2013 Man Booker Prize Winner Announced

October 15, 2013 | 1 book mentioned 4


Eleanor Catton has claimed the 2013 Man Booker Prize – as well as its £50,000 payout – for her second novel, The Luminaries. Catton had 11/4 odds to win this year’s prize according to popular bookmakers, Ladbrokes, and she has now become the youngest author to ever win the prestigious award. The four judges read 151 novels before deciding on Catton’s work, and chairman Robert Macfarlane estimates that the reading amounted to “about 21 kilometres of prose” at “12-pt Adobe Garamond.”

In a recent review for our site, Martha Anne Toll referred to Catton’s novel as “that rarest literary treasure, a book of such dazzling breadth and scope that it defies any label short of masterpiece.” She continued:

Deeply entrenched in New Zealand’s South Island, The Luminaries makes clear that this author commands the world at her fingertips. Her literary ancestry derives less from her homeland and more from the British and American giants of the nineteenth century. Catton deserves their company. Nodding to Melville, she’s nailed the tormented sea captain and the revenge obsessed “Chinaman.” With so many characters taking on false identities and trying to out-cheat each other in New Zealand’s gold rush, Catton, too, has mined the seamy underside of greed and poverty so beloved by Dickens. Like George Eliot, Catton looks behind the stereotype of the whore and the opium dealer and forces us to question where the real morality lies. By the novel’s end, every character’s initial presentation has been destabilized. Reader, Catton instructs, don’t judge a book by its cover.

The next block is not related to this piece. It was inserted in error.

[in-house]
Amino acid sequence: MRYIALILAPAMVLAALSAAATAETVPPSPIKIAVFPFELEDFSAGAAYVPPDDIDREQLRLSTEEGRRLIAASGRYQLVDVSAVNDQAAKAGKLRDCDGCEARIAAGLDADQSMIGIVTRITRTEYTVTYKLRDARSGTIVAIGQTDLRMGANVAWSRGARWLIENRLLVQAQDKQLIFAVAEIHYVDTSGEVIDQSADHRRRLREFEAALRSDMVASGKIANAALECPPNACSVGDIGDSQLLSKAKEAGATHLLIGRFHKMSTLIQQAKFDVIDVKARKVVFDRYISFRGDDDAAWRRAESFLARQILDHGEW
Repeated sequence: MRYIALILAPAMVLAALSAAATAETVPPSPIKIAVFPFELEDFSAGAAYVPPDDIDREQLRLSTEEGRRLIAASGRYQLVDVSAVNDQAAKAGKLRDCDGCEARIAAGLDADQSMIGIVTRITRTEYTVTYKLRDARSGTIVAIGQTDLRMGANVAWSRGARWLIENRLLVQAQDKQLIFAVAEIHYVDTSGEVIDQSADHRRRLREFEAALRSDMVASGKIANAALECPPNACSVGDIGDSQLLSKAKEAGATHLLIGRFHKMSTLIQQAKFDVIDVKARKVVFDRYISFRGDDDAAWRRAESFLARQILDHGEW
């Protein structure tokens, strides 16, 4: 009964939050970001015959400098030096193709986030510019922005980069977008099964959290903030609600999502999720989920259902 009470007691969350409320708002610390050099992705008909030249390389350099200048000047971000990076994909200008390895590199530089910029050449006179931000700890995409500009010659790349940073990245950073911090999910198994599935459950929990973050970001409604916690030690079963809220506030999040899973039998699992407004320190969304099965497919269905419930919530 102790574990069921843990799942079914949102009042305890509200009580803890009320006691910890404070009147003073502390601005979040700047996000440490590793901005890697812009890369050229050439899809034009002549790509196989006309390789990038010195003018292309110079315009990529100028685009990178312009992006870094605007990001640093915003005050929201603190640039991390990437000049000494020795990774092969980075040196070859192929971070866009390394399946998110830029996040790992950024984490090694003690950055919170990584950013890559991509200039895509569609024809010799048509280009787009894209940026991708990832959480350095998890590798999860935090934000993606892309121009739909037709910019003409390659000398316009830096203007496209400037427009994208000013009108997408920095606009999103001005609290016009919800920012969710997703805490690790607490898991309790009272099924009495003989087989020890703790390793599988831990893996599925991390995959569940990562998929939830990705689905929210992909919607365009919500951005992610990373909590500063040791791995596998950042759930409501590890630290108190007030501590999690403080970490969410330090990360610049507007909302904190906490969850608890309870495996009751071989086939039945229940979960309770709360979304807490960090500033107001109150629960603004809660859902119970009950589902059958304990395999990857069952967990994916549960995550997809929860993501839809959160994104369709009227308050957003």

Next year will be the first year in which American authors will be eligible to win the Man Booker Prize, which has previously been open only to authors from the British Commonwealth.

You can take a glimpse at the other books on the 2013 Man Booker Prize longlist and shortlist as well.

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  1. I’m always leery when these prize winners are announced. Are the judges of these competitions too quick to use the word “masterpiece” to describe a novel? As individual readers’ tastes vary, I am cautious as to whether or not I am going to jump on the bandwagon until I read a sample of the work.

  2. Even if “masterpiece” is overstating it, why would anyone’s first response to an award to be “leery”? Friends, let us celebrate the good fortune another author has experienced, and then, if we feel we need to, take the time to judge the work ourselves by reading it, before we just spout doubt uninhibitedly.

  3. It’s not that I am not happy for the author who won, it’s just that I have bought so many books that have been overhyped (like last year’s The Art of Fielding) and been greatly disappointed. Many of the superlatives used to describe a new work of fiction are just marketing techniques or misplaced overenthusiasm. The proof of the pudding, as they say, is in the tasting.

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